This is not I hasten to add the entire problem. But an important part of it.

If you want to fix a problem you have to understand the root causes. In the airline business if a plane comes down the thing is picked over meticulously until the cause is established, that sort of diligence seems to be an inconvenience in your world.

I don't really blame the boomers. My remark about them was flippant. Whereas your justification, as I said before and which you've repeated, is the same as that used by looters.

As you're so keen on repeating yourself I'll do the same, there are people who didn't buy their council houses who aren't, as you would like to claim, stupid. In fact it was short sighted and stupid thinking that drove those buying.

As for the number of years people had been renting, so what? The contracts were entered into freely. It was a house to rent. Were the conditions of the contracts not clear when they signed the tenancies? A rented house for life or as long as you want, with a few minor rules attached isn't good enough for some. How about we extend the right to buy then to long term private tenants surely the type of housing isn't relevant to a right to buy?

Maybe we should adopt this philosophy in all walks of life. Lost a load of dough betting on the horses? Maybe we could have a government scheme to pay you back 50% of your losses in gold bars.

The right to buy doesn't just punish the next generation it traps people who never lived in council housing and never wanted to live in it. The mechanism contributes to rising house prices across the board. Some, in the short term, will benefit from this, but in the long term as prices rise more and more people are priced out. Starting at the bottom and working it's way up. My argument is that we had a system that worked reasonably well until it was hijacked by ideologues. Then another set of ideologues in the form of New Labour poured fuel on the fire with their relaxation of lending requirements.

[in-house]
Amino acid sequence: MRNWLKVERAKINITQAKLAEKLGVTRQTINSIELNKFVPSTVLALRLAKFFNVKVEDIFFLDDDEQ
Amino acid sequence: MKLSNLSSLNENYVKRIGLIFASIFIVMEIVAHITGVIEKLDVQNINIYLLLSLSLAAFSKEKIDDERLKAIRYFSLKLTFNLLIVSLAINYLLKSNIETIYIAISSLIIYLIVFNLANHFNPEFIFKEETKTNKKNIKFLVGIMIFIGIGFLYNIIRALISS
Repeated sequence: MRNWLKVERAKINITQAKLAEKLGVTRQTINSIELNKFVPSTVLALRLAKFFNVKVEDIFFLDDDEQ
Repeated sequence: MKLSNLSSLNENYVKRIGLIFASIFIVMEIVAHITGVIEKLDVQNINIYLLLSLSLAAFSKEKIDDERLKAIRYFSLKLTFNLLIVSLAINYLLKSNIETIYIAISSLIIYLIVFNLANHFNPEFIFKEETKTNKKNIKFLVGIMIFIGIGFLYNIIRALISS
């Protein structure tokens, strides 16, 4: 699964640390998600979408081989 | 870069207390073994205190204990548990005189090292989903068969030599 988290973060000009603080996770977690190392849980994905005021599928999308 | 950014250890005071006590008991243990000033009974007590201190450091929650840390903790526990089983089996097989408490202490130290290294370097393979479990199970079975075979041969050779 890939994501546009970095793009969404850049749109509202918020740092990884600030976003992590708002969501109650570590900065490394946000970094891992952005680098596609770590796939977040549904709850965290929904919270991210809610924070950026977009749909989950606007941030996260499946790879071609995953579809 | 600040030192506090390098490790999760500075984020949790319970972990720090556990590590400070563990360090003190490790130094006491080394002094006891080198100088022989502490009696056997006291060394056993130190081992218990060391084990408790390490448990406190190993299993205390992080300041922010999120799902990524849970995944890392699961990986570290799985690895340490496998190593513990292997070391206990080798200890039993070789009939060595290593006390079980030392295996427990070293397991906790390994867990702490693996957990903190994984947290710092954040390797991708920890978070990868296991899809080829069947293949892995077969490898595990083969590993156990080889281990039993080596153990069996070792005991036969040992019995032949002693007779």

Edited by Control

Share this post


Link to post
Share on other sites

Apologies for the random posts. I was having trouble getting them to appear so I tried a few times and nothing happened then as if by magic they started to appear.

Edited by Control

Share this post


Link to post
Share on other sites

Create an account or sign in to comment

You need to be a member in order to leave a comment

Create an account

Sign up for a new account in our community. It's easy!


Register a new account

Sign in

Already have an account? Sign in here.


Sign In Now

  • Recently Browsing   0 members

    No registered users viewing this page.